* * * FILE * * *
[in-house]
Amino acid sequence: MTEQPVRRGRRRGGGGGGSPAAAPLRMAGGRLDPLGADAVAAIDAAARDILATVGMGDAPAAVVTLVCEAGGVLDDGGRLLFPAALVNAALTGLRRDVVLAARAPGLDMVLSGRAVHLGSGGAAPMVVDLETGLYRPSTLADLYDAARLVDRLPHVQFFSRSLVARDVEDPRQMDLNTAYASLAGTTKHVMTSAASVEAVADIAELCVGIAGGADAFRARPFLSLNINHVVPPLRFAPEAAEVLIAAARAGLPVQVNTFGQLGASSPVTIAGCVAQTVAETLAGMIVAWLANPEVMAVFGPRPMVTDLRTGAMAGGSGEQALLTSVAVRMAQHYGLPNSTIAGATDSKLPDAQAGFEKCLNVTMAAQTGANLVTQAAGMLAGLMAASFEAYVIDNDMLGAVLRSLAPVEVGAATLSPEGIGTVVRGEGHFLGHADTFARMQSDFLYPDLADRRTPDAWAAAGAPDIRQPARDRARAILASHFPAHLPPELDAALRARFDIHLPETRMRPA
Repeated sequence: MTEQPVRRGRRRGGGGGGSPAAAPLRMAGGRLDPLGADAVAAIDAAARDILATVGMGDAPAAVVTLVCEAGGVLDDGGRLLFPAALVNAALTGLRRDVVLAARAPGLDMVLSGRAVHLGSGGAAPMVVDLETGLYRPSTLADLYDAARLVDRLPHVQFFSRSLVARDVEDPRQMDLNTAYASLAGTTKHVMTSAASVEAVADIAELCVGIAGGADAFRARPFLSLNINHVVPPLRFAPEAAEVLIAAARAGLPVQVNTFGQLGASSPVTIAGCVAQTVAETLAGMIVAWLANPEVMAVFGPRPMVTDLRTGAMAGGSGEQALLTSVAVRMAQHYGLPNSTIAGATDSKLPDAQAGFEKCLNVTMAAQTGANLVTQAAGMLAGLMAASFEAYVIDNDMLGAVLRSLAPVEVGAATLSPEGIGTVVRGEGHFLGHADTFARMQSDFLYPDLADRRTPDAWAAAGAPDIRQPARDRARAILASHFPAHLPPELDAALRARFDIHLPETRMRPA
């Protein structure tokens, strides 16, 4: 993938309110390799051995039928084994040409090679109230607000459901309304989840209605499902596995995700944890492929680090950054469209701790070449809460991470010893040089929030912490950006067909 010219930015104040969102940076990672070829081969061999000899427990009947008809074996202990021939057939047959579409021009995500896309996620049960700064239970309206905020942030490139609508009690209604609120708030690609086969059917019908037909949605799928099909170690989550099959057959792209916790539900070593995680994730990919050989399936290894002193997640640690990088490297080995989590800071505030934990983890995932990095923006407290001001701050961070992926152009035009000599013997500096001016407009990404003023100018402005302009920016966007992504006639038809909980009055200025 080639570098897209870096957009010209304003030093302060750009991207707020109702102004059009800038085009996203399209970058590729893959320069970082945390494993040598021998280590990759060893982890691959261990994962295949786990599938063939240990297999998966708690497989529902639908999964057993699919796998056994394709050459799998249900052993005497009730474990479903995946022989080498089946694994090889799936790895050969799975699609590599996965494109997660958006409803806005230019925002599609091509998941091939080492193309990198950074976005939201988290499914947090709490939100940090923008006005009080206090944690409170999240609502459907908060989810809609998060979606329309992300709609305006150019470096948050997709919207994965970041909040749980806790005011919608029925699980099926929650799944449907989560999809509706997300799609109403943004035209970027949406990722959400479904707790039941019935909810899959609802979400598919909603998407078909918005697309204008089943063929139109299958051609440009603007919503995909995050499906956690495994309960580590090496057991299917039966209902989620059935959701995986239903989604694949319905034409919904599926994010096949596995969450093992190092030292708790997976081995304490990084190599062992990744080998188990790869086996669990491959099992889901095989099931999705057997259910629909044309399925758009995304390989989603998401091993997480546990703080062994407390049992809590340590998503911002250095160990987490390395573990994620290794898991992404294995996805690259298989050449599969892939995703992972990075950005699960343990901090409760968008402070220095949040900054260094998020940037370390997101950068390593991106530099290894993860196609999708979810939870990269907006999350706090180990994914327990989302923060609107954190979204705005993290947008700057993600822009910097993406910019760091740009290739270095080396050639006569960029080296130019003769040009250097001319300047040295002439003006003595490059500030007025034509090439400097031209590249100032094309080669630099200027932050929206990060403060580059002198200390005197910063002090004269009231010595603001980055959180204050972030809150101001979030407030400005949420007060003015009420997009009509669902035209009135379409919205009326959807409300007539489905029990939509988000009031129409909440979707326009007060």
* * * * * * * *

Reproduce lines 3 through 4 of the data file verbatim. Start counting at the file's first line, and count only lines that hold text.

Repeated sequence: MTEQPVRRGRRRGGGGGGSPAAAPLRMAGGRLDPLGADAVAAIDAAARDILATVGMGDAPAAVVTLVCEAGGVLDDGGRLLFPAALVNAALTGLRRDVVLAARAPGLDMVLSGRAVHLGSGGAAPMVVDLETGLYRPSTLADLYDAARLVDRLPHVQFFSRSLVARDVEDPRQMDLNTAYASLAGTTKHVMTSAASVEAVADIAELCVGIAGGADAFRARPFLSLNINHVVPPLRFAPEAAEVLIAAARAGLPVQVNTFGQLGASSPVTIAGCVAQTVAETLAGMIVAWLANPEVMAVFGPRPMVTDLRTGAMAGGSGEQALLTSVAVRMAQHYGLPNSTIAGATDSKLPDAQAGFEKCLNVTMAAQTGANLVTQAAGMLAGLMAASFEAYVIDNDMLGAVLRSLAPVEVGAATLSPEGIGTVVRGEGHFLGHADTFARMQSDFLYPDLADRRTPDAWAAAGAPDIRQPARDRARAILASHFPAHLPPELDAALRARFDIHLPETRMRPA
């Protein structure tokens, strides 16, 4: 993938309110390799051995039928084994040409090679109230607000459901309304989840209605499902596995995700944890492929680090950054469209701790070449809460991470010893040089929030912490950006067909 010219930015104040969102940076990672070829081969061999000899427990009947008809074996202990021939057939047959579409021009995500896309996620049960700064239970309206905020942030490139609508009690209604609120708030690609086969059917019908037909949605799928099909170690989550099959057959792209916790539900070593995680994730990919050989399936290894002193997640640690990088490297080995989590800071505030934990983890995932990095923006407290001001701050961070992926152009035009000599013997500096001016407009990404003023100018402005302009920016966007992504006639038809909980009055200025 080639570098897209870096957009010209304003030093302060750009991207707020109702102004059009800038085009996203399209970058590729893959320069970082945390494993040598021998280590990759060893982890691959261990994962295949786990599938063939240990297999998966708690497989529902639908999964057993699919796998056994394709050459799998249900052993005497009730474990479903995946022989080498089946694994090889799936790895050969799975699609590599996965494109997660958006409803806005230019925002599609091509998941091939080492193309990198950074976005939201988290499914947090709490939100940090923008006005009080206090944690409170999240609502459907908060989810809609998060979606329309992300709609305006150019470096948050997709919207994965970041909040749980806790005011919608029925699980099926929650799944449907989560999809509706997300799609109403943004035209970027949406990722959400479904707790039941019935909810899959609802979400598919909603998407078909918005697309204008089943063929139109299958051609440009603007919503995909995050499906956690495994309960580590090496057991299917039966209902989620059935959701995986239903989604694949319905034409919904599926994010096949596995969450093992190092030292708790997976081995304490990084190599062992990744080998188990790869086996669990491959099992889901095989099931999705057997259910629909044309399925758009995304390989989603998401091993997480546990703080062994407390049992809590340590998503911002250095160990987490390395573990994620290794898991992404294995996805690259298989050449599969892939995703992972990075950005699960343990901090409760968008402070220095949040900054260094998020940037370390997101950068390593991106530099290894993860196609999708979810939870990269907006999350706090180990994914327990989302923060609107954190979204705005993290947008700057993600822009910097993406910019760091740009290739270095080396050639006569960029080296130019003769040009250097001319300047040295002439003006003595490059500030007025034509090439400097031209590249100032094309080669630099200027932050929206990060403060580059002198200390005197910063002090004269009231010595603001980055959180204050972030809150101001979030407030400005949420007060003015009420997009009509669902035209009135379409919205009326959807409300007539489905029990939509988000009031129409909440979707326009007060």